Problems copying from Terapin VCDs : LUSENET : Video CD : One Thread

Maybe you folks can offer some advice. I'm using a Terapin VCD recorder to archive VHS tapes. I'd like to be able to make copies of the resulting VCDs, and to also copy the .dat files to my hard drive, convert them to MPEG 1 and trim them a bit and re-author.

Problem is, I'm unable to copy the .dat files to my hard drive. Windows 98 just refuses, saying the file cannot be copied. I've been advised to use VCD Gear to do this, and that program also refuses to copy/convert the files. Finally, I'm unable to simply copy the VCDs in Easy CD Creator. For the record, I'm working from finalized VCDs, burned on data CDRs.

I know other people are doing it this way, so I must be missing something. Any advice? Thanks for any help you can offer.

-- Stefan Lundquist (, March 20, 2002


A related thread.

-- Russil Wvong (, March 13, 2003.

EZ CD Creator sucks. Do yourself a favor and stop using it. I have no experience with Terapin, but it could be that they are doing something not in compliance with VCD standards during the recording process and that could be why you have problems copying the discs. Try using Nero to copy. You can get a free 30 day demo that is not restricted in any way at Just do a disc copy using Nero and see if that works. It is possible to forcibly copy the *.dat files from your CD-R to hard disc, but not through standard Windows tools. I had a somewhat similar situation a year ago and I was able to use the Unix "tar" command ("dd" should also work) to copy the file to my hard drive. If you are not familiar with Unix, this will be worthless to you, but maybe you have a friend who works with computers who will understand how to do this.

-- Jason (, March 20, 2002.

the Terapin records with errors in the first few blocks on the disk. They claim it doesn't, and only affects duplication. But what a great unit. I always use CDRW. if you use either CDRWIN or Roxio V5 you can copy without problem. earlier easyCD will not work, and the early VCDCreator is poor. if you want to copy the dat file to HD should be no problem, I copy mine OK, possible CD reader error. To convert for editing use a program called DAT2MPG and then use TMPEGNC to edit and convert to VCD format - ROXIO can then be used to make a working VCD. there are other programs which you can edit without conversion such as cineplayer, but unstable and poor support.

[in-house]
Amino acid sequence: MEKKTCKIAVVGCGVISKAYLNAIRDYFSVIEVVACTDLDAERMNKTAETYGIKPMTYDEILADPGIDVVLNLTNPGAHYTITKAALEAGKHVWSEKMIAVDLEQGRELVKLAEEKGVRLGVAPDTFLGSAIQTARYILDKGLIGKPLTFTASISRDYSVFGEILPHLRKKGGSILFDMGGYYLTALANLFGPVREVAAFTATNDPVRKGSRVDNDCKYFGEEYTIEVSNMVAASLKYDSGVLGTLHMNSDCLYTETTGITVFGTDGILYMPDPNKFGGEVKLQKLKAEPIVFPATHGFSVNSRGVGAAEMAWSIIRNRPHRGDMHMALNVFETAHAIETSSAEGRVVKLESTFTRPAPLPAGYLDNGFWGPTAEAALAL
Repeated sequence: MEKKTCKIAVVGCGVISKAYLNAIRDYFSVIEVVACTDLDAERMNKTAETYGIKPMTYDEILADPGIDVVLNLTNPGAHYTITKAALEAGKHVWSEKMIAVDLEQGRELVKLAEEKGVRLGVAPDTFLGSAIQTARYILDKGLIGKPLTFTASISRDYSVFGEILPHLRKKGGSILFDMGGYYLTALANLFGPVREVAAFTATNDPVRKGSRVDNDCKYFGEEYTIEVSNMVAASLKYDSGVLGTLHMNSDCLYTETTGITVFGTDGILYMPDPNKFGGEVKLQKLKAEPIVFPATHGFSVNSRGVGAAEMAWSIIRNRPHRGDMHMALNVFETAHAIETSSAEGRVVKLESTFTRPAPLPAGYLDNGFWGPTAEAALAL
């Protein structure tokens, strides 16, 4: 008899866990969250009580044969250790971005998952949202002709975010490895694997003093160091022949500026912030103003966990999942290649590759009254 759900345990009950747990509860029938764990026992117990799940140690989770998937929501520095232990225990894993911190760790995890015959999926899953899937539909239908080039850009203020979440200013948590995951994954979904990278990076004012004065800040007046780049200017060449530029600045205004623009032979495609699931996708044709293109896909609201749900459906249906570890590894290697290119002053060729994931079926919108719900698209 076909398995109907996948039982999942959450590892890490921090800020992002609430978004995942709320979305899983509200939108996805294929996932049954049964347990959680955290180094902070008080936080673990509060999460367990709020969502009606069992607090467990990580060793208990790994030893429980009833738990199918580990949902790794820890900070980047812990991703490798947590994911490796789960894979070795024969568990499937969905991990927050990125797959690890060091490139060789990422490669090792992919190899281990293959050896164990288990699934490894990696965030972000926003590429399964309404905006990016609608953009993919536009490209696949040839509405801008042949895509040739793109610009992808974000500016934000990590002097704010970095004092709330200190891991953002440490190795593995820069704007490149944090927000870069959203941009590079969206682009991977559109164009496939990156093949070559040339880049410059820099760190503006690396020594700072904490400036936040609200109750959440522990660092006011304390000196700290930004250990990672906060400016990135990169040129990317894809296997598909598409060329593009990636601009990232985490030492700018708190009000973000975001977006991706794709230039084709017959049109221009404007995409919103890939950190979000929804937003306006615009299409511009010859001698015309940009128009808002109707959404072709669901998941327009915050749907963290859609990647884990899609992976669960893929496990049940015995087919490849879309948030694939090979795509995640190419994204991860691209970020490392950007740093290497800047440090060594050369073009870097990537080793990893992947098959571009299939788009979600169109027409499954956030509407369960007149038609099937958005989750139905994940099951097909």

-- Wayne (, April 15, 2002.

although im 2 years late, it is so simple to copt trapin dats

simply open up mpegav and highlight the on edit ---copy to folder and thats it.

-- Jason Scott Yeldell (, February 20, 2004.

Actually, this is not an answer but a re-iteration of the question. I have not yet seen a complete answer to the problem at hand.

Some people seem to be able to use conventional means to copy the mpegav/music01.dat file to their local hard drives and some cannot. I am in the "cannot" category and I even have TWO of these Terapin devices now. (I found one for $50 at a local discount shop.)

One user reported some success using unix utilities but was not specific about how he accomplished it.

I am a Linux user and I still have Windows available on some machines as well though I haven't used Windows for anything for a very long time. I would like to be able to copy the video files from the Terapin VCDs but I haven't found a good way to do it yet.


Adding more to this, I attempted to use "dd" to copy from the VCD and it stopped with an immediate I/O error with 0 records copied.

If you have received any additional information from any sources, please share your information.

-- Daniel (, May 27, 2004.

I finally got a partial answer from Terapintech support.

In much the same way that Macrovision is never publically aknowleged, Tarapintech has created the later versions of the TX-0002 to "comply with the DMCA" in that it intentionally creates flawed media. The intention is to allow playback but to disallow copying. To that end, it is effective, but it is flawed in that it violates international VCD standards. This is rather like the way CD publishers are attempting to push off these "copy restricted" audio CDs that fail to work on many legitimate CD players as well as computers.

To all of you struggling with your defective Tarapin device, struggle no more... it's useless unless someone comes up with replacement firmware.

-- Daniel (, May 27, 2004.

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